Impulse buy something (with a note that the person who shared this isn’t always happy with this strategy – I appreciate being able to share the ‘less preferable’ strategies as well, because sometimes that’s what’s available!)
Message a close friend and ask why they are your friend
Talk with someone who will listen and care without trying to solve the issue
Downward dog or child’s pose, with as much intentional breath as possible
And there was a whole category of strategies related to ‘releasing the energy’. Some ideas for releasing that energy included:
connecting with someone else
crying (maybe in the shower)
shaking your body
breaking something that can be broken
grabbing some clay and smashing it (it is the earth and can hold all the feels, be destroyed and come back)
feeling something beneath you and knowing that what is solid can hold you and when you are ready you will hold onto yourself again
keening (a low sound with each exhale through loosely pursed lips, like the sound of the wind through a partially open window, or blowing over the top of a pop bottle, changing the pitch up and down as the emotions move through)
Is there anything you would add to this list?
Has anything on this list been helpful to you in the past?
For myself, I got into the shower and cried a lot while listening to Regina Spektor very loud on my phone. It helped.
Would you like to see this list turned into a zine? I was thinking about making a few more illustrations and printing it, and then I could mail it out to folks who want it. But even if it never gets to paper, it is a great list to have access to. I am thankful.
* This post isn’t about those tough days, but patrons got that little story. You can support my patreon here.
Has your experience of relationship exclusivity (monogamy and non-monogamy, but also types of exclusivity within either monogamous or non-monogamous relationships) shifted multiple times?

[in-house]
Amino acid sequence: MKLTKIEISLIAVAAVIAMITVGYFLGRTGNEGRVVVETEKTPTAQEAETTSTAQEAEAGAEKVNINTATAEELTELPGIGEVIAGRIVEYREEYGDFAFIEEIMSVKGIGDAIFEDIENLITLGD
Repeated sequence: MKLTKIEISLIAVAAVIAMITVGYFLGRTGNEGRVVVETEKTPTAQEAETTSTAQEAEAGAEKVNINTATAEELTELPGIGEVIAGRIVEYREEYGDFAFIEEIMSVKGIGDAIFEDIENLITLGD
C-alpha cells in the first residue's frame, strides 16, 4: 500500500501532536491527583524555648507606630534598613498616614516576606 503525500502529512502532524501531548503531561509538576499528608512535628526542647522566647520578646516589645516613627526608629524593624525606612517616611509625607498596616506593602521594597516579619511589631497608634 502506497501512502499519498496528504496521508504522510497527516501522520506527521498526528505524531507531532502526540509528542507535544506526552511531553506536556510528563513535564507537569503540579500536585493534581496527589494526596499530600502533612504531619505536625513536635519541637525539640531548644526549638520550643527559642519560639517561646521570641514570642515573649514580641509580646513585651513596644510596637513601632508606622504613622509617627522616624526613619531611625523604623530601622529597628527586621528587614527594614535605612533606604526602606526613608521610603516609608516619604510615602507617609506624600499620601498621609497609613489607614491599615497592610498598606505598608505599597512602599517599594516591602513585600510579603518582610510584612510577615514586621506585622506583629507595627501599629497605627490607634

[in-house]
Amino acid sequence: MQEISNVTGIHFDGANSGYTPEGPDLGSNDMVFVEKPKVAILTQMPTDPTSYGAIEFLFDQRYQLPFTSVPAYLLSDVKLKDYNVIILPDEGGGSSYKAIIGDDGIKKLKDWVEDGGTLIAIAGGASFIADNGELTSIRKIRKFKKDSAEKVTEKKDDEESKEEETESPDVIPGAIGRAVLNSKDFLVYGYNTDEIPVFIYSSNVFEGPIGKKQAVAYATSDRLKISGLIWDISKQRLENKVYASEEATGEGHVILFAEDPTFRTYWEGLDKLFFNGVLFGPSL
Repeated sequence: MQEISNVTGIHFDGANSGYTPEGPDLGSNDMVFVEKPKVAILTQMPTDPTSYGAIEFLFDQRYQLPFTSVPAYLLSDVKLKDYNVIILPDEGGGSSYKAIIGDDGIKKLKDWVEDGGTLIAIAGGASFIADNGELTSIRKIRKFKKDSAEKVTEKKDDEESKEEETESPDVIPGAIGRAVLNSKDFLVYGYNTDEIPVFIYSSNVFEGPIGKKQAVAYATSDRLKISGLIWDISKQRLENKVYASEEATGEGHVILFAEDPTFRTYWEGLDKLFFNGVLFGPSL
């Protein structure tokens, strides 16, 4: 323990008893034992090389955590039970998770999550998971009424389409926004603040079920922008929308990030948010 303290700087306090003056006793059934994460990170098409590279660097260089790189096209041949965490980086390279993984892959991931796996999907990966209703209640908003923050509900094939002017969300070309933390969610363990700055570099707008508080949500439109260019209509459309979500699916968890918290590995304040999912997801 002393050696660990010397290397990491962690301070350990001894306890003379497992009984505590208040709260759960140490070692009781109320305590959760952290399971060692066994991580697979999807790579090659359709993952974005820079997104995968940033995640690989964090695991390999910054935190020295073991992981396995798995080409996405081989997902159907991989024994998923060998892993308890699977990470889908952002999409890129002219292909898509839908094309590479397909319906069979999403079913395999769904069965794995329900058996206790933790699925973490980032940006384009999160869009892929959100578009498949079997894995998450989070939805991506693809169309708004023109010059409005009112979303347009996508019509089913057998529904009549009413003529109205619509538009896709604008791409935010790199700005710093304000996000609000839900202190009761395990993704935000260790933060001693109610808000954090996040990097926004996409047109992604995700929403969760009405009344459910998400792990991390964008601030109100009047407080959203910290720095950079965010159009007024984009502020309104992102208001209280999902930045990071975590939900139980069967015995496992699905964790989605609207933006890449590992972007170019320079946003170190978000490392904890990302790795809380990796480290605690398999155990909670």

Would you like to talk about it?
I’m putting together the beginning of a narrative project on this topic, and will be scheduling one group conversation and up to 5 individual conversations between now and November 15.
Depending on how these conversations go and whether there is interest, I will be organizing a six-week narrative practice group where we can explore and re-story our experiences of changing relationship structures. This group will be scheduled for the new year.
My goal is to better understand how people experience fluidity in relationship structure preference over time. I think that within polyamorous spaces there is often the idea that there is an ideal (and linear) trajectory from monogamy to a specific form of polyamory.
I’m interested in talking about this, especially since I think for folks who have a different trajectory (such as returning to exclusivity, or having relationship structure preference expand and then contract, or preferring exclusivity in one area of a relationship even if there is non-exclusivity in another), there can be feelings of shame or failure attached to this.
If this sounds interesting to you, let me know! Email me at sostarselfcare @ gmail, and watch this space for the group conversation information.
Editing to add: The group conversation has been scheduled for November 7 from 11-12:30 mountain time, and will be hosted on Zoom. Contact me for registration info!
The BPD Superpowers group has set our sights on an important new project, and we’re launching it in May for BPD Awareness Month!
We want to create an accessible DBT resource that is informed by our deeply held values of disability justice rather than ableism, decolonization rather than colonialism, collective action rather than individualism, and neurodiversity rather than pathology.
We recognize that DBT has been an incredibly helpful framework and set of skills for so many folks, many of whom identify with borderline personality disorder (and many who don’t!). We also recognize that many of the existing resources and many of the established ways of teaching the skills are ableist, individualist, and expensive, which means it has often been most accessible to white folks with financial privilege. In this project, we hope to honour what is valuable about this set of skills, and stand against what has been harmful.
Does this sound like a project you would like to be involved in?
Have you had experience with DBT resources, either through group or individual therapy, or self-directed using books or other resources?
We would love to hear from you!
Please note: Although this project is going ahead, the scheduled community conversations are going to be postponed. Individual conversations can still be arranged, and community conversations will be rescheduled.
We will be hosting two facilitated community conversations, through Zoom, in May.
If neither of these times work for you and you would like to be involved, email Tiffany to set up an individual conversation.
If you do not have lived experience with accessing DBT resources, but you do want to be involved in our BPD Awareness Month events, you can join us for a webinar on the topic of Distress Tolerance: Stories, Skills, and Strategies for Hard Timeson May 22 from 1-2:30 pm Mountain time. Register for the zoom link, or read more about the webinar here.
A small imagining, based on the metaphor of mycelium in forests. In this imagining, we are the trees.